Table 1. H1N1 transmission and intervention parameters. References: reproductive number [16][17] ; average latency period [18] ; average asymptomatic infectious period [16] ; average total infectious period (asymptomatic + symptomatic) [18] ; antiviral efficacy [19][20][21][22][23][24][25].

Figure 2. Disease Model. (2a) The U.S. network model for influenza transmission. Circle sizes represent numbers of inhabitants and line thickness represents the number of travelers between cities. (2b) Within-city compartmental model. When infected individuals progress from asymptomatic to symptomatic they seek treatment at a rate U (uptake) and receive treatment if antiviral courses are available locally. While disease transmission is a continuous process, antivirals are distributed once per day to those requiring treatment. Antivirals are assumed to be 80 % effective; and effectively treated cases immediately move to the recovered compartment. Untreated and ineffectively treated cases remain infectious until they recover naturally. The parameters of the compartmental model are described in Table 1.

Antiviral policy actions

The model considers 11 possible antiviral stockpile actions every month over a twelve month period: distribution of 0, 1, 5, 10, 25 or 50 million courses apportioned either pro rata or proportional to current prevalence. We assume that, post distribution, unused courses decay through misuse or loss at a rate . Clinically, we assume that antivirals are 80 % efficacious at reducing disease and infectiousness [19][20][21][22][23][24][25]. If an infected individual resides in a jurisdiction with remaining distributed antivirals, then they receive appropriate treatment (i. e., access to medications within 24 hours of onset of symptoms) with an uptake probability of . Effectively treated infected cases (i. e., ) are immediately moved from the infectious to the recovered compartment, consistent with early evidence of rapid decline in viral titers in treated H1N1 patients [26]. Consistent with current CDC antiviral guidance, we did not model the use of antivirals for large scale prophylaxis of susceptible populations in the absence of infection.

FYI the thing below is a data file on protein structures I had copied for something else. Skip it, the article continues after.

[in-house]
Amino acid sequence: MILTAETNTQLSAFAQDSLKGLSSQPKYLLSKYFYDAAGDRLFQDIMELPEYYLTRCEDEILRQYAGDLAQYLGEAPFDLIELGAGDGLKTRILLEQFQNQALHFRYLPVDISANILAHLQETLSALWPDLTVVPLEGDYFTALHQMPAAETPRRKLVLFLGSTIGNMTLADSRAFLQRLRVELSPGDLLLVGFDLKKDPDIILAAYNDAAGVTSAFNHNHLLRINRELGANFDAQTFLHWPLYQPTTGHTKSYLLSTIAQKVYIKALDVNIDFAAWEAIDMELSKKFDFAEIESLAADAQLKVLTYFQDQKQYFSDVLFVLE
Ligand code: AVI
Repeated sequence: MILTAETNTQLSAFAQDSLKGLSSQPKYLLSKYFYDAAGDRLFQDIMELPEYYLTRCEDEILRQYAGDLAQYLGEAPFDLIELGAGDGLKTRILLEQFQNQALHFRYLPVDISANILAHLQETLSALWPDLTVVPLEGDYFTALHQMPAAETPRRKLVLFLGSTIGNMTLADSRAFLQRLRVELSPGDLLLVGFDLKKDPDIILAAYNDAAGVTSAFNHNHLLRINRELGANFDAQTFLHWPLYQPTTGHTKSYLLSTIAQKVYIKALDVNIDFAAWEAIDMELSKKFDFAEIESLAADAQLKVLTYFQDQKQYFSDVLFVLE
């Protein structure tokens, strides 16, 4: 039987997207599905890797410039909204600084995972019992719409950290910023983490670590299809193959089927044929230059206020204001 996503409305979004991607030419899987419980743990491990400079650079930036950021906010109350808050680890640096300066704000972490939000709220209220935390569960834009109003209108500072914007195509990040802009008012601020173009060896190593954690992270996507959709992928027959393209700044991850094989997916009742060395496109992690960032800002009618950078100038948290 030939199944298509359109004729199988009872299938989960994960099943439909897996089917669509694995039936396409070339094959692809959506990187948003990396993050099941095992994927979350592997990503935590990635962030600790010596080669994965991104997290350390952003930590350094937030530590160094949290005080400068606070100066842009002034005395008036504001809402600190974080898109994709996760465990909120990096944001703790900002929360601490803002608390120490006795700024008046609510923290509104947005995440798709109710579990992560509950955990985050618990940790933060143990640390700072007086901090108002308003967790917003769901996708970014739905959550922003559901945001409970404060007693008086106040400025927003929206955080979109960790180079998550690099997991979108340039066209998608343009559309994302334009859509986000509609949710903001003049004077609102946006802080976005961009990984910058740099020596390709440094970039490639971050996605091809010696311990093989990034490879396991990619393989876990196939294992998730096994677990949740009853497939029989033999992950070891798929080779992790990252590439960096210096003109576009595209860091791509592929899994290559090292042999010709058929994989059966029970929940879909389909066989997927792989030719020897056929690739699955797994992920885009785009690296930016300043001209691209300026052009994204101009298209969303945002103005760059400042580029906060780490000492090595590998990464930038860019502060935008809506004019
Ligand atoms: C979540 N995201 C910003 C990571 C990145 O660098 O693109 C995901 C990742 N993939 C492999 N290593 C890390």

Computational requirements

Each optimization is based on 48 hours of computation on the Linux Lonestar Cluster at the Texas Advanced Computing Center, which offers a peak performance of 10.7 GFLOPS per optimization process. Roughly 1,000,000 simulations can be done in this time; however, for this relatively small action space, the optimal policy is typically identified within six hours of computation.


Without antivirals, the expected cumulative number of cases after 12 months is almost 128 million. We found several optimized time-based intervention policies that decrease the spread of disease. Figure 3a shows the comparison of these strategies with a range of naive distribution policies in which fixed fractions of the antiviral stockpile are distributed monthly. Notably, one of these naive policies – monthly releases of 5 million regimens pro rata for 10 months – consistently performs as well as the optimized policies and better than other naive policies, particularly at uptake rates between 20 % and 60 %. Naive monthly distributions of less than 5 million regimens fail to meet the demand while larger monthly distributions result in greater wastage and rapid exhaustion of the stockpile (Fig. 3b).

Figure 3. Optimizer performance. (3a) The optimal policies perform at least as well as the naive strategies of distributing fixed quantities each month until the stockpile is depleted. The four best policies are completely overlapping in the graph: the optimal policy when there is no wastage, the optimal pro rata policy, the optimal policy combining both prevalence-based and pro rata distributions, and the simple strategy of distributing 5M courses per month for ten months. In contrast, the other simple strategies perform poorly for many uptake values. (3b) Predicted prevalence curves at an uptake of 50 %. From top to bottom: without intervention, with the optimal intervention policy, releasing 1 million courses every month, releasing 25 million courses in each of the first two months. The dashed lines represent the total number of antivirals distributed and available for treatment. The 1 million per month policy does not release enough antivirals to meet demand; and the 25 million policy leads to a rapid depletion of antivirals, followed by a spike in the number of infections.

The optimal policy returned by the algorithm is sensitive to the levels of uptake (), but, remarkably, the optimal policies under high levels of wastage (loss of half of unused supplies every two months) are predicted to perform as well as optimal policies under no wastage (Fig. 3a). Under perfect conditions of no loss or misallocation of antivirals, then there is no reason to reserve the stockpile and the optimal strategies are always a series of large distributions early in the outbreak.

A mixed pro rata and prevalence-based distribution policy favored pro rata distributions, particularly for low to intermediate levels of uptake (Fig. 4a). This combined with the comparable performance of exclusively pro rata policies (Fig. 3a) suggests that prevalence-based distributions are probably unnecessary.